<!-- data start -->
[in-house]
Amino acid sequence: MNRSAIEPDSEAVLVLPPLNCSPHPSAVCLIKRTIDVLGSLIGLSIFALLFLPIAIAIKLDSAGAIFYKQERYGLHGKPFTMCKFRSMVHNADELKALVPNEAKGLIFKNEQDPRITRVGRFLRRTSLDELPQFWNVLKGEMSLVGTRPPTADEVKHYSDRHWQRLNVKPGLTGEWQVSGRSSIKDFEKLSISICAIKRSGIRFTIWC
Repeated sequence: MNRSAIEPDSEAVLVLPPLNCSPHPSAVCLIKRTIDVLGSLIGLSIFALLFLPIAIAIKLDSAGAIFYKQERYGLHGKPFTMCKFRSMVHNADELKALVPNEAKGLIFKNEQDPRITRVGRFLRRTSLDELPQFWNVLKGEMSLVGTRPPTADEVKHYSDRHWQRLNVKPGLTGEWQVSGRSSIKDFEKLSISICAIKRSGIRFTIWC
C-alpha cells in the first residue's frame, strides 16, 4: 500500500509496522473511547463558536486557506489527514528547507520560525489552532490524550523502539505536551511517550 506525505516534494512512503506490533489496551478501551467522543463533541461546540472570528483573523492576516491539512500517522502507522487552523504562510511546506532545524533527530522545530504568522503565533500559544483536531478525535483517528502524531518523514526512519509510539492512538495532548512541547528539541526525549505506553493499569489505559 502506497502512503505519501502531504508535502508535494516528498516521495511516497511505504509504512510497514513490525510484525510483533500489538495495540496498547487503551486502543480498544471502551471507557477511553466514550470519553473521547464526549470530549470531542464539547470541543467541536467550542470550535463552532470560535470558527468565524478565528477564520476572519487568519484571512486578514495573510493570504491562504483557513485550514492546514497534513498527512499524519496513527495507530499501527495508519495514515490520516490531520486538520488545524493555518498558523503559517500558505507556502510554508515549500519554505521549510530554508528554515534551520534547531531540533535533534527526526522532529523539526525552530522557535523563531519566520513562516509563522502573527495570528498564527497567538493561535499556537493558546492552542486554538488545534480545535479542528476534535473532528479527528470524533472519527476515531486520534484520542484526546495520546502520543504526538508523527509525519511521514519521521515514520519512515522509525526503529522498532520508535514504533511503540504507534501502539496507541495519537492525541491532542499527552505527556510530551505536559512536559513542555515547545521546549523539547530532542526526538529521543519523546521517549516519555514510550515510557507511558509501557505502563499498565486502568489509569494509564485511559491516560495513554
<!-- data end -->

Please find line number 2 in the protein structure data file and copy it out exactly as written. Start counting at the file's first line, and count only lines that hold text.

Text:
Amino acid sequence: MNRSAIEPDSEAVLVLPPLNCSPHPSAVCLIKRTIDVLGSLIGLSIFALLFLPIAIAIKLDSAGAIFYKQERYGLHGKPFTMCKFRSMVHNADELKALVPNEAKGLIFKNEQDPRITRVGRFLRRTSLDELPQFWNVLKGEMSLVGTRPPTADEVKHYSDRHWQRLNVKPGLTGEWQVSGRSSIKDFEKLSISICAIKRSGIRFTIWC